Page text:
And, yeah, sure, it’s late. But … Reaktor has proven to us in the past that some of the stuff NI does slowest can also be the stuff the company does best. Blame some obsessive engineers who are totally uninterested in your calendar dates, or, like, the forward progression of time.

For a lot of us, Massive X will have to compete with the fact that on the one hand, the original Massive is easy and light on CPU, and on the other, there are so many new synths and modulars to play with in software. But let’s keep an eye on this one.

And yes, NI, can we please hear the thing soon?

https://blog.native-instruments.com/massive-x-lab-welcome-to-massive-x/

Hey, at least I can say – I think I was the first foreign press to see the original (maybe even the first press meeting, full stop), I’m sure because at the time, NI figured Massive would appeal only to CDM-ish synth nerds. (Then, oops, Skrillex happened.) So I look forward to Massive X accidentally creating the Hardstyle Bluegrass Laser Tag craze. Be ready.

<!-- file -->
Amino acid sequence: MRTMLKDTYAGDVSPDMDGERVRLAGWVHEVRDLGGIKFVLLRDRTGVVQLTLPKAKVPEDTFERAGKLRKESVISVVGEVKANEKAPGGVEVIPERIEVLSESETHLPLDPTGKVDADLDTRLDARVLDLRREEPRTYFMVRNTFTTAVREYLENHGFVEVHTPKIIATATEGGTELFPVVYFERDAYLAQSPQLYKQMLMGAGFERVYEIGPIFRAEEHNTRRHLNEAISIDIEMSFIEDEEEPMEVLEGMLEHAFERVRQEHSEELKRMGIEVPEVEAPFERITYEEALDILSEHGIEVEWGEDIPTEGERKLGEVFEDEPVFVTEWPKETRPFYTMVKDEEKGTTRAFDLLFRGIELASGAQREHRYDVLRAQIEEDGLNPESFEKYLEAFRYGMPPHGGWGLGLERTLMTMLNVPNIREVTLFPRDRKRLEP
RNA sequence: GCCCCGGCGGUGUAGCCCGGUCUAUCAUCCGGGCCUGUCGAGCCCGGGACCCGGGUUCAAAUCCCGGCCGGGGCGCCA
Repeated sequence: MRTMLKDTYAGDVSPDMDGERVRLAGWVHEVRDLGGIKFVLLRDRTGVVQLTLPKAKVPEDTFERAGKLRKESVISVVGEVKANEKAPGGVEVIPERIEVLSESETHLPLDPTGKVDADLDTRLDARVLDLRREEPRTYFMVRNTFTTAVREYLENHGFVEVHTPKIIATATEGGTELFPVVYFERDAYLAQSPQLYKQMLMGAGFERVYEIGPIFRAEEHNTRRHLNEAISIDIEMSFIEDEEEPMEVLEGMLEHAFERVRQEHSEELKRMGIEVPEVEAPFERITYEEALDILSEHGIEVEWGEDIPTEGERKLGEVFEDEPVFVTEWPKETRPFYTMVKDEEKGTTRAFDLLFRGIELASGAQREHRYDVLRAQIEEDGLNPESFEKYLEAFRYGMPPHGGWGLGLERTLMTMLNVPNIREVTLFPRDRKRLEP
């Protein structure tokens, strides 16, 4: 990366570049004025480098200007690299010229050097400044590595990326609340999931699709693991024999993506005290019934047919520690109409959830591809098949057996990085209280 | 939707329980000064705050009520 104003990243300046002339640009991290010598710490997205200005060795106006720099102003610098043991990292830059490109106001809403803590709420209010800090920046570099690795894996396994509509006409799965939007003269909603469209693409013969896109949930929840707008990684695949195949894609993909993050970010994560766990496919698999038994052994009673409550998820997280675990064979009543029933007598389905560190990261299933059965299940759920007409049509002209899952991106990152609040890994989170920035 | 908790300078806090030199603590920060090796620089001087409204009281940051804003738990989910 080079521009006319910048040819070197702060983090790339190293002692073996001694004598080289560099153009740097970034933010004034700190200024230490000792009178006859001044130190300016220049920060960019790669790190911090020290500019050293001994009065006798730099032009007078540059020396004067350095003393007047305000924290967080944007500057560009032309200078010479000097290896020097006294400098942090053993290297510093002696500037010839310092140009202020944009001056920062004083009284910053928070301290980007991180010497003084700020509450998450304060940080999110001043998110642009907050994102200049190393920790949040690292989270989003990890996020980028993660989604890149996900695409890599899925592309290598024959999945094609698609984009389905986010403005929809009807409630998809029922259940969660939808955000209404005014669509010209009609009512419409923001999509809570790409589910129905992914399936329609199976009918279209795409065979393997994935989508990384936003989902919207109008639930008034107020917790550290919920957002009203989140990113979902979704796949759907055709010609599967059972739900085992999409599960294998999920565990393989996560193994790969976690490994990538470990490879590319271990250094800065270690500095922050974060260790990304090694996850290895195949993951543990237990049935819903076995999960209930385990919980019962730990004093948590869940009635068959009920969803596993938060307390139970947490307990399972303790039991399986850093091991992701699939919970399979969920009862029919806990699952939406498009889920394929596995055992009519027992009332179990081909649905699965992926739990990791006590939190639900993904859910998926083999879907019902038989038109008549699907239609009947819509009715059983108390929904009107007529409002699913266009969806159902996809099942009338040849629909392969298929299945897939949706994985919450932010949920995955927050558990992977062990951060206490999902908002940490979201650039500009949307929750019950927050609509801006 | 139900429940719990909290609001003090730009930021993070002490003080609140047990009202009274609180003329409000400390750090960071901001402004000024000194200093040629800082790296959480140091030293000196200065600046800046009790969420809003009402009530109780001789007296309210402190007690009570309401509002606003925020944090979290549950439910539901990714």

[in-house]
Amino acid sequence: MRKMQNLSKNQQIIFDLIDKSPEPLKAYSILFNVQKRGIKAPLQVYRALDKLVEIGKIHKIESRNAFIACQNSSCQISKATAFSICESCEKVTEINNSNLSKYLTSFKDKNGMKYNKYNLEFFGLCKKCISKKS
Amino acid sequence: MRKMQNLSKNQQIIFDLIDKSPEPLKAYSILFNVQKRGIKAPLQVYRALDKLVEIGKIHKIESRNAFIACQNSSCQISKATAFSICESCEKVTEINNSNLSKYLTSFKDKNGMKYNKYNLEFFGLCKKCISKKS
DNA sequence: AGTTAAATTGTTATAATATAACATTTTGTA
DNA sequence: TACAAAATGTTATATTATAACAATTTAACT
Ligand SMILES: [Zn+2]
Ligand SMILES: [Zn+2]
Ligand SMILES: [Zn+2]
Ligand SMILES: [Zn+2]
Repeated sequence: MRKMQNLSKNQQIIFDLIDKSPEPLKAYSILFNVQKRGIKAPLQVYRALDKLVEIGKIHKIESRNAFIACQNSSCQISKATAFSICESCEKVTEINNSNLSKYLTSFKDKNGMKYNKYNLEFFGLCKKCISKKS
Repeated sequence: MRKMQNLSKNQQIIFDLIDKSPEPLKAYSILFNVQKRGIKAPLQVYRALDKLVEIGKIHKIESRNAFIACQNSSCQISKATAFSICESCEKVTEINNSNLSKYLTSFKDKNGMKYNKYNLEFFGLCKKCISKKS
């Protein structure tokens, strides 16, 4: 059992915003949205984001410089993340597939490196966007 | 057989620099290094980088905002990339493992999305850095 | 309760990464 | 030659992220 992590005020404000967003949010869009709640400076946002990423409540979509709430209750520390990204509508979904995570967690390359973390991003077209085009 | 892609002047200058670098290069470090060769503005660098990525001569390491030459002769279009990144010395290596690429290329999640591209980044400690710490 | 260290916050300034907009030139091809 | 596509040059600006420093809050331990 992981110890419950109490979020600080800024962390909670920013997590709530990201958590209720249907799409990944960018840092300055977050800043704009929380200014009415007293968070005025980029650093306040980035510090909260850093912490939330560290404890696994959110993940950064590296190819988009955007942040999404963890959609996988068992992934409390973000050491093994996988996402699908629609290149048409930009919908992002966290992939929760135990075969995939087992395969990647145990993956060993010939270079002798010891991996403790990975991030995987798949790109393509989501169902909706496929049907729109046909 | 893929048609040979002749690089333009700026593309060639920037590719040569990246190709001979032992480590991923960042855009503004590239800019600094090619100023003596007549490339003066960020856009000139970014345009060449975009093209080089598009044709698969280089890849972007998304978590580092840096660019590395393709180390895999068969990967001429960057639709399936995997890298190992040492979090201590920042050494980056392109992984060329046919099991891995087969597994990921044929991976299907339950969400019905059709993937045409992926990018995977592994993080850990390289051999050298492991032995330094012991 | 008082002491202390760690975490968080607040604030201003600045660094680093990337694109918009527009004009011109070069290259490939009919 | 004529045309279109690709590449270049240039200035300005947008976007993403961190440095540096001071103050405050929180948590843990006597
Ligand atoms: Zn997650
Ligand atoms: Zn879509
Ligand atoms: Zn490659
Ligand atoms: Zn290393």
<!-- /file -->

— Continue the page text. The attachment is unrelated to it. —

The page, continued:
The post NI Massive X synth sees first features, interface revealed appeared first on CDM Create Digital Music.

nanoloop reborn as standalone, Game Boy-inspired groovebox

Delivered... Peter Kirn | Scene | Tue 12 Mar 2019 2:12 pm

nanoloop, beginning life as a Game Boy cartridge, helped ignite a craze in chip music by intuitively combining sequencing and sound. Now, its creator wants to make his own hardware.

And — while I hope you read what I have to say, you almost don’t need to do anything other than watch this tantalizing demo:

It’s really hard to describe nanoloop just in terms of specs. The music tool has seen iterations on original Game Boy plus Game Boy Advance generation, in addition to iOS and Android apps. It wasn’t the only Game Boy cartridge embraced by musicians – LSDJ (Little Sound DJ) was also beloved by artists, more in the conventional tracker model. And just talking about the particulars of the synth architecture below also makes this sound crude.